Kaseye Report, May 2019

From: Elisabeth Hangartner
Date: Wed, 15 May 2019 at 03:52
Subject: Report from Kaseye May 2019

Kaseye Report, May 2019

Finally mending from my chest infection – accompanied by merciless coughing – I feel energetic enough to report on our activities of the past few weeks.

A definite highlight was the visit of Klaus Harder, a retired German hospital administration who came along our way by recommendation of Dr. Joachim, a very dedicated INTERPLAST surgeon. Klaus is a member of Senior Executive Service (SES), a German agency that places specialists in schools, hospitals and companies in developing countries all over the world. Klaus achieved much during the four weeks at Kaseye, foremost budding awareness among Kaseye Hospital’s management staff that much has to change on the way to the next level of patient care.

Another highlight was the visit of the second 2019 INTERPLAST Surgery Team from March 29th to April 12th under the leadership of Dr. Joachim who was ably assisted by Dr. Connie, a general surgeon, as well as nurses Angelika and Martin. The team achieved over 80 surgeries in two weeks! The wide range of surgical experience of Dr. Connie was a definite asset which should carry over into Kaseye’s soon-to-be opened OP. Quite a number of common surgeries are not being performed locally for lack of experience of the clinical staff and/or lack of supplies. Demonstrations, follow-ups, introductions, etc., by future INTERPLAST teams to such procedures are indispensable for the sustainability of the new operating theater of Kaseye Hospital. It is not hard to imagine how much more training of local clinical staff is needed for the performance of the highly specialized procedures performed by INTERPLAST’s plastic and orthopedic surgeons!

In our own ranks, we have our INTERPLAST volunteer Joshua helping out wherever he can. Last Thursday, was  a busy “fracture day”  for Joshua – six in all, among them the broken humerus of our carpenter’s son. Chitipa District Hospital wanted to refer the child to Mzuzu, the northern capital some 350 km south of Chitipa. Needless to say, that the father was utterly content after his son’s fracture had been reduced by Joshua. Thomas drove the happy pair home in the evening – it was raining cats and dogs – to spare them the one-hour trip to their hut (two rooms for seven family members). Joshua, Thomas and I cherish the family’s gift of a bag of fresh groundnuts; it symbolizes the gratitude of all involved.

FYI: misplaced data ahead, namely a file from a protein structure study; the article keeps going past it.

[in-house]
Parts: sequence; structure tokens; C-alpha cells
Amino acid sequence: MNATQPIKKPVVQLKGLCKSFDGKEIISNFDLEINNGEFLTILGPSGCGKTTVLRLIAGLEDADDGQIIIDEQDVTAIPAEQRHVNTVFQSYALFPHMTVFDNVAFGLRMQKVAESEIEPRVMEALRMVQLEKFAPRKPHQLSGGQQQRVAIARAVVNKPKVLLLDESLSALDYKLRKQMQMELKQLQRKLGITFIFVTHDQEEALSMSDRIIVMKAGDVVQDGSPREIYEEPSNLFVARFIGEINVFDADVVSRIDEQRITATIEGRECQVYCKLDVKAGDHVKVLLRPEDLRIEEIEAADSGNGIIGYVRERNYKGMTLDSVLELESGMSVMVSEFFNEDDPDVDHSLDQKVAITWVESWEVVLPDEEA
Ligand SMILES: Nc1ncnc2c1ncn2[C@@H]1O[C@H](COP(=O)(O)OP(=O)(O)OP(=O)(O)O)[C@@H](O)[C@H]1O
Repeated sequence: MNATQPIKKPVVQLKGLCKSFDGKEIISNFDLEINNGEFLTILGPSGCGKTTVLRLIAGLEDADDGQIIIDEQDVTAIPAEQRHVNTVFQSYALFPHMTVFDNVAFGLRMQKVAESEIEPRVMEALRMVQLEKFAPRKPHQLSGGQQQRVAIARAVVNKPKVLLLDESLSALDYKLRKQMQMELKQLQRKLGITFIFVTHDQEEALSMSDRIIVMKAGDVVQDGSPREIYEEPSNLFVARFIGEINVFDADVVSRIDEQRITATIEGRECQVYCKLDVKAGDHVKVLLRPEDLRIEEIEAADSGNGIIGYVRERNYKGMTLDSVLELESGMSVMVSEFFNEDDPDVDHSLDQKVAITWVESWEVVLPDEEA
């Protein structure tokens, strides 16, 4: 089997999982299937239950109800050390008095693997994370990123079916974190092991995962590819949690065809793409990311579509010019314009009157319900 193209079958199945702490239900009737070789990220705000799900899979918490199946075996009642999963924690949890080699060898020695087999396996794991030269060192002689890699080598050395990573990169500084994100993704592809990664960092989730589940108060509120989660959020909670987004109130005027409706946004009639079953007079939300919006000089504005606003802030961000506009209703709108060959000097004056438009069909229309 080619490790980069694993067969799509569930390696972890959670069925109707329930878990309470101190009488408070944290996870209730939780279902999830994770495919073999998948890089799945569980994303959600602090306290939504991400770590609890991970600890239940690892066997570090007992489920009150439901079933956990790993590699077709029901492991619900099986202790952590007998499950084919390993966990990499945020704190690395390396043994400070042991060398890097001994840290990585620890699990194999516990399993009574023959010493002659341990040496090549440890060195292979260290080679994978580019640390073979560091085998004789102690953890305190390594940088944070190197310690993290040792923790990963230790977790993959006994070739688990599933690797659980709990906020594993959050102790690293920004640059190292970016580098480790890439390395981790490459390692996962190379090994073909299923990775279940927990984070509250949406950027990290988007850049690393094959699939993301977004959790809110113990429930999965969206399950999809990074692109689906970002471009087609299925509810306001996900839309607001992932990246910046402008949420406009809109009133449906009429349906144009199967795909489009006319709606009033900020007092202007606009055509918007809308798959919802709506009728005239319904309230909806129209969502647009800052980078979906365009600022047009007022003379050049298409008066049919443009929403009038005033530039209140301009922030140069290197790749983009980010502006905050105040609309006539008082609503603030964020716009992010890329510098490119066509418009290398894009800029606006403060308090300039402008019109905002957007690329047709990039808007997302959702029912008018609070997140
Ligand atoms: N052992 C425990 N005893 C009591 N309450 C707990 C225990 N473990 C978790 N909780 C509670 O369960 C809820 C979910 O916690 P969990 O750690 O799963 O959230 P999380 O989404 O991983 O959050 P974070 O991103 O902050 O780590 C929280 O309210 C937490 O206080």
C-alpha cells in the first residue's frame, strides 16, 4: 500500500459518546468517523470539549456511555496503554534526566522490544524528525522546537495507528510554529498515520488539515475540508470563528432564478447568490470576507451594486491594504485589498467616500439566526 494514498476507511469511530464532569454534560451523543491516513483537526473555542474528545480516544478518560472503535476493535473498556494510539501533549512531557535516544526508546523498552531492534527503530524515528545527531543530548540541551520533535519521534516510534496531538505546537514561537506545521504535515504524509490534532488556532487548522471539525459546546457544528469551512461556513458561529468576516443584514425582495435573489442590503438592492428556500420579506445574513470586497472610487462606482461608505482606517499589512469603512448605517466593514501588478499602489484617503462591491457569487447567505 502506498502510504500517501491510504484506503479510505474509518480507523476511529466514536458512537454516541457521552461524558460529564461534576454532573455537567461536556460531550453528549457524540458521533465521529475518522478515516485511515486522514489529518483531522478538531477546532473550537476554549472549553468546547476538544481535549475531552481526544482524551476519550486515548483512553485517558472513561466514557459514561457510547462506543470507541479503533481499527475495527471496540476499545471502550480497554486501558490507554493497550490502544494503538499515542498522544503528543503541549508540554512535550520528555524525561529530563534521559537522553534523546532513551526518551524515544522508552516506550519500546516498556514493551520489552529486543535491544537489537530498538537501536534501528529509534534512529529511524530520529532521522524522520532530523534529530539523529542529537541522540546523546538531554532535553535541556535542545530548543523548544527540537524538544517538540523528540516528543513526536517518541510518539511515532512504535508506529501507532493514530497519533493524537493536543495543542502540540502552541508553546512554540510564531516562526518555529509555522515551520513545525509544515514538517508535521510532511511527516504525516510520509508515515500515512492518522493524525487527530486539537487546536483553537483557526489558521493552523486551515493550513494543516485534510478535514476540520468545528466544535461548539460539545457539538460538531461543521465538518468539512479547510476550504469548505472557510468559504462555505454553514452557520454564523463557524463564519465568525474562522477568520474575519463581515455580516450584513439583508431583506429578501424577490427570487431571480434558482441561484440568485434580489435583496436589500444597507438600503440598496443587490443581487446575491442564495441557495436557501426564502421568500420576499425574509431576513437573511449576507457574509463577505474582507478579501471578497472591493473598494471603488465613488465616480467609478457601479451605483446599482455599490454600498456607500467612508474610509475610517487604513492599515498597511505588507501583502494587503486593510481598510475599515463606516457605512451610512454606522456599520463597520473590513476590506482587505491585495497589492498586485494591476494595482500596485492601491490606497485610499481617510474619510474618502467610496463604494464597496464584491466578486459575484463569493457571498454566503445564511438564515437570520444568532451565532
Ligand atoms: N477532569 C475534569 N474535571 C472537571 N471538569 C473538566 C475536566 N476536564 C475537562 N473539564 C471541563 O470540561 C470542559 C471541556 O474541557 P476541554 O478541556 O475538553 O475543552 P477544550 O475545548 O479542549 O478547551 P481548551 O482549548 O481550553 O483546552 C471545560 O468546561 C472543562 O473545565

Thomas is another regular among the construction crew, all feverishly laboring at the numerous details in the OP that are awaiting completion. One evening last week, Thomas appeared in the Old Mill, a smile on his face: ‘The first set of OP lamps is up – after several attempts to assemble quite a few loose parts!’ The OP lamp project was a challenge. All our OP lamps arrived in an INTERPLAST container; some more intact than others. Upon closer inspection, Thomas noticed that essential parts of the above lamps were missing. Dr. Michael had to order spares. Not surprisingly, they were not sold in the corner store next to his house and turned out be rather expensive due to the venerable age of the lamps. Months later, they found their way to Kaseye, and some more months after their arrival, they are now installed. Happy are those who persist!

As to me, I have been disturbing the peace of everybody around me for several weeks with my seemingly endless cough. In spite of taking meds, I have a hard time getting rid of it. It seems to be one of those respiratory infections which are not existing or very infrequent in the US and Europa, but pervasive in Malawi. I am limited in my activities: the hospital is not the place for me to be and, in addition, I am often tired. The last couple of days, though, have been showing improvement. I hope I am on the mend. While my cough kept me in involuntary isolation in the Old Mill, it occurred to me that TB is no stranger to my paternal family. Both my cousins had TB which they passed on to my grandmother, who eventually died in the iron lung. My first violin teacher transmitted her TB to me. In light of this history, I decided, with Thomas’ agreement, to donate a small TB clinic to Kaseye Hospital, just a testing and a treatment room, two beds and a bathroom. To pay for the clinic, we will sell my viola, the instrument I played that memorable evening some 45 years ago in the student orchestra in Zurich where I met Thomas, the flutist who “was blowing hot air down my neck.” Since we are spending more time in Kaseye than at home, the viola is shut up in her case, no longer able to release her beautiful alto voice. It is time to bid farewell to each other so that we can bring hope and healing to the TB patients in our area.

Interrupted by another coughing spell, I decided that this shall be the end of this Kaseye report. We are frequently thinking of you, at times wishing we could just stop by for a moment to enjoy you “in the flesh.”

Elisabeth and Thomas   

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